Purple is a French fashion, art and culture magazine founded in 1992.

No. 15 Spring/Summer 2011, vol. 111Edit

Lady Gaga was featured in this issue as part of the Supreme ad campaign.

When The Queen of Twitter likes something, her fans know about it instantly, and believe it: it's her choice. LADY GAGA grew up in a world of New York skaters. Now a superstar, she decided to do this exclusive story with TERRY RICHARDSON, for SUPREME, a street brand made for and by New York kids.

These pictures will be plastered all over the streets of New York and - out of all the fashion magazines - are now published exclusively in Purple. Why in Purple? It's Gaga's choice. She knows what she likes and she promotes the things that make her happy and more confident. Then she shares her passion with her fans around the world.

I went to Lady Gaga's Monster Ball show in Paris. It was a lot of fun, but it wasn't the music that struck me most - half of the instruments were merely visual accessorries - or the decor and visual effects, which looked pretty cheap for what I imagined a mega-show. It wasn't her stage outfits either, which were closer to Halloween costumes than the eccentric high fashion she wears in magazine editorials - through I liked the trashy East Village punk and camp elements (she kept the fake blood from one song and even after changing her look for another). What's really striking about Lady Gaga is the ways she interacts with her fans, speaks to them, gives them love, and generates energy throughout the entire stadium. She's your closest friend - and you love her. It's hard to deny this when she's scrams out, "I'm your fucking friend!" or "You makes me strong and confident!" or "Get rid of the people around who think you're not sexy enough, not tall enough, not cool enough! I'll make you strong tonight! You'll dance!" Her simple message of love is utterly convincing.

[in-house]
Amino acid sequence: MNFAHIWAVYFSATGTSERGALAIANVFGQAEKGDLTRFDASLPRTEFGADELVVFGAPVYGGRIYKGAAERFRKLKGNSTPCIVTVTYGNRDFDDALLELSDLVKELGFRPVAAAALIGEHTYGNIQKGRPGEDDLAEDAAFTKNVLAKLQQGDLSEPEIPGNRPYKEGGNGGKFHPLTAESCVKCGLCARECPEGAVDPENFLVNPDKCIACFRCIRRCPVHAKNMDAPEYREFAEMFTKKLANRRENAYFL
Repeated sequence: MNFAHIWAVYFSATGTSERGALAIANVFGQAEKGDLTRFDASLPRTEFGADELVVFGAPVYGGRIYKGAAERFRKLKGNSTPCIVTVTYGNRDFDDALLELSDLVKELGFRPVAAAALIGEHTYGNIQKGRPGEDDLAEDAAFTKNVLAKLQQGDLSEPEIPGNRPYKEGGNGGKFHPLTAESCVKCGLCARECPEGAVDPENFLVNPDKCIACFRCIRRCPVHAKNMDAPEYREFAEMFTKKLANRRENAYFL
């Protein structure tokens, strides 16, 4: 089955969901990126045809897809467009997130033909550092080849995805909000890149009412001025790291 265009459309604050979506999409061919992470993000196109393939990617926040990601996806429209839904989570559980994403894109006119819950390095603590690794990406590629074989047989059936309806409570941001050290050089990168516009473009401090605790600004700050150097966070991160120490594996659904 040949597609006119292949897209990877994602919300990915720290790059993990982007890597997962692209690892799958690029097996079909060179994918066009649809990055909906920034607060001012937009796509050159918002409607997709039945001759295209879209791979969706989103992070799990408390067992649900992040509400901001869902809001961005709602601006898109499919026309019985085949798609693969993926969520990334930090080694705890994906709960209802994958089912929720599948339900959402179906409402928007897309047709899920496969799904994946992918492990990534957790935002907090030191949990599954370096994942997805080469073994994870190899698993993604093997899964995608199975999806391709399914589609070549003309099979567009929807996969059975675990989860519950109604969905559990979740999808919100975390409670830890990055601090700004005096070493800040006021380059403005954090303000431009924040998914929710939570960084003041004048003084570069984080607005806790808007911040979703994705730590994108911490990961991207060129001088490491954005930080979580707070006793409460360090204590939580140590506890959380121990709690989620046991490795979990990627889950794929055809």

The truth is she's the first superstar of the Facebook generation. She doesn't simply use the Internet the way all celebrities do now, she's at one with the medium itself, she personifies it. Her celebrity already communicates an immediate connection to YOU — whoever you are, wherever you live. You may feel ugly, alone, sad, sexually repressed, or socially excluded, but that will change because it changed for her ... because of YOU ... She tells you you'll feel sexy and successful and to not care about money, because you will have friends, millions of them, just as she does. She's one of you. Sexy Ugly — one of the neonlights in her shows — says it all, a manifesto to the isolated and unloved.

We always wanted untouchable performers like Ziggy Stardust, Queen, and Elton John to say more than just "Hello, Paris." Lady Gaga's permanent interactions with her fans construct her celebrity by destroying the distinction. She speaks to fans as much as she sings to them. During the show, she blurs the gasp between herself and you. There's something of a true punk spirit in her. To a generation of kids isolated by the Internet and far away from money and access of celebrity (a dream that's replaced political hope). Lady Gaga sends the message of a future with no future. You're all like her, she says. No future is your future and hers, too — desolation's road to dreams.

Text by Olivier Zahm, photography by Terry Richardson

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